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Charles Keck's statue honoring three North Carolina-born U.S. presidents: James K. Polk, Andrew Jackson, and Andrew Johnson, outside the state capitol in Raleigh, North Carolina

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Charles Keck's statue honoring three North Carolina-born U.S. presidents: James K. Polk, Andrew Jackson, and Andrew Johnson, outside the state capitol in Raleigh, North Carolina

description

Summary

Digital image produced by Carol M. Highsmith to represent her original film transparency; some details may differ between the film and the digital images.
Title, date, and keywords provided by the photographer.
Credit line: Photographs in the Carol M. Highsmith Archive, Library of Congress, Prints and Photographs Division.
Gift and purchase; Carol M. Highsmith; 2011; (DLC/PP-2011:124).
Forms part of the Selects Series in the Carol M. Highsmith Archive.

Andrew Jackson was the seventh President of the United States from 1829 to 1837, seeking to act as the direct representative of the common man. "I have always been afraid of banks."

Polk was born in North Carolina. He later lived in and represented Tennessee. A Democrat, Polk served as the Speaker of the House of Representatives and Governor of Tennessee. Polk was the dark horse candidate for president in 1844, defeating Henry Clay of the rival Whig Party by promising to annex the Republic of Texas. Under President Polk vast areas were added to the United States. During his 1845–49 presidency, Polk led the nation to a victory in the Mexican–American War, seizing nearly the whole of what is now the American Southwest. He threatened war with the United Kingdom over the issue of Oregon Country ownership, eventually reaching a settlement in which the British were made to sell the portion that became the Oregon Territory. He built a treasury system that lasted until 1913, oversaw the opening of the U.S. Naval Academy and of the Smithsonian Institution, the groundbreaking for the Washington Monument, and the issuance of the first United States postage stamp. True to his campaign pledge to serve only one term as President, Polk left office and returned to Tennessee in March 1849. He died of cholera three months later. "One great object of the Constitution was to restrain majorities from oppressing minorities or encroaching upon their just rights."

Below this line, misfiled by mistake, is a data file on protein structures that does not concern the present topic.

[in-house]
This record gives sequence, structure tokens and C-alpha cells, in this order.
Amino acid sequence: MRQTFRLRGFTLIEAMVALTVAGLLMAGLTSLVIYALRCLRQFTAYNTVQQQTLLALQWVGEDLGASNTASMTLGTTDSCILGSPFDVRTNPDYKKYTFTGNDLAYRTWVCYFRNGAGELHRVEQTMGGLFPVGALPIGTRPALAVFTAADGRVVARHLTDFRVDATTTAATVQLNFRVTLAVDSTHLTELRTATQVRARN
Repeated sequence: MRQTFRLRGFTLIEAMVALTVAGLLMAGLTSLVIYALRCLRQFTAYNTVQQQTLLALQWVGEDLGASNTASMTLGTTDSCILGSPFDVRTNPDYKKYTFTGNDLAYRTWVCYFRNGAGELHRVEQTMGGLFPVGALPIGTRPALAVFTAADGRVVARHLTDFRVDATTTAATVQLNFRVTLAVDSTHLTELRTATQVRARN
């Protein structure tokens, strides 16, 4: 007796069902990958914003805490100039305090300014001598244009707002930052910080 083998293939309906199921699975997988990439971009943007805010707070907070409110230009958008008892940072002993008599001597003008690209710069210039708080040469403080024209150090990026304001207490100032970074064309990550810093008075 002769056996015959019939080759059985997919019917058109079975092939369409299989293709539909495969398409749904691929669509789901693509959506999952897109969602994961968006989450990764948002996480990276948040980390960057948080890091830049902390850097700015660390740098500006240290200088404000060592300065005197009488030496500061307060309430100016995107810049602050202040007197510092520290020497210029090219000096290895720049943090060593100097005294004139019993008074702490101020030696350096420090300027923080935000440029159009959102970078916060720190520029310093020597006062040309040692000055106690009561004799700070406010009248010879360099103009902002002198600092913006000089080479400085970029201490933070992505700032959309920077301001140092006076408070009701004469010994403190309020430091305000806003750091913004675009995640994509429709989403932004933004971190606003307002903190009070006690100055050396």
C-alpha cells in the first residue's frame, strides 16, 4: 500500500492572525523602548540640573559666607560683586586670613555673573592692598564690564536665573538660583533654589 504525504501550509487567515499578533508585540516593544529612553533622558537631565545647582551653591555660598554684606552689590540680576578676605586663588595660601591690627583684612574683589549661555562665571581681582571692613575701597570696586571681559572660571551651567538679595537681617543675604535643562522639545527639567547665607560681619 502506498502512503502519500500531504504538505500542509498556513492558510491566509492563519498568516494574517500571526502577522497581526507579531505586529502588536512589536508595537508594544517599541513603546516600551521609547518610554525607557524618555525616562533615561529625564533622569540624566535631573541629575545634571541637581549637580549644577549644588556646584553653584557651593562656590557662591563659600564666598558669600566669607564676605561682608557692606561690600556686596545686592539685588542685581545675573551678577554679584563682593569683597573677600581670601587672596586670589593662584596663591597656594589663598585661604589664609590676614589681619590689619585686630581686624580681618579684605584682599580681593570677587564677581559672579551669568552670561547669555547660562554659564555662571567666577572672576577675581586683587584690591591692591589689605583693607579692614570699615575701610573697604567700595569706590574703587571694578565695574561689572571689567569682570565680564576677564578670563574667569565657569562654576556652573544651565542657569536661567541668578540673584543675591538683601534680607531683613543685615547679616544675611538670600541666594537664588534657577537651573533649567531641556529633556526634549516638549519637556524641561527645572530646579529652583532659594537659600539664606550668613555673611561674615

In 2015, documentary photographer Carol Highsmith received a letter from Getty Images accusing her of copyright infringement for featuring one of her own photographs on her own website. It demanded payment of $120. This was how Highsmith came to learn that stock photo agencies Getty and Alamy had been sending similar threat letters and charging fees to users of her images, which she had donated to the Library of Congress for use by the general public at no charge. In 2016, Highsmith has filed a $1 billion copyright infringement suit against both Alamy and Getty stating “gross misuse” of 18,755 of her photographs. “The defendants [Getty Images] have apparently misappropriated Ms. Highsmith’s generous gift to the American people,” the complaint reads. “[They] are not only unlawfully charging licensing fees … but are falsely and fraudulently holding themselves out as the exclusive copyright owner.” According to the lawsuit, Getty and Alamy, on their websites, have been selling licenses for thousands of Highsmith’s photographs, many without her name attached to them and stamped with “false watermarks.” (more: http://hyperallergic.com/314079/photographer-files-1-billion-suit-against-getty-for-licensing-her-public-domain-images/)

date_range

Date

01/01/1980
person

Contributors

Highsmith, Carol M., 1946-, photographer
place

Location

Raleigh (N.C.)35.77222, -78.63861
Google Map of 35.77222222222222, -78.63861111111112
create

Source

Library of Congress
copyright

Copyright info

No known restrictions on publication.

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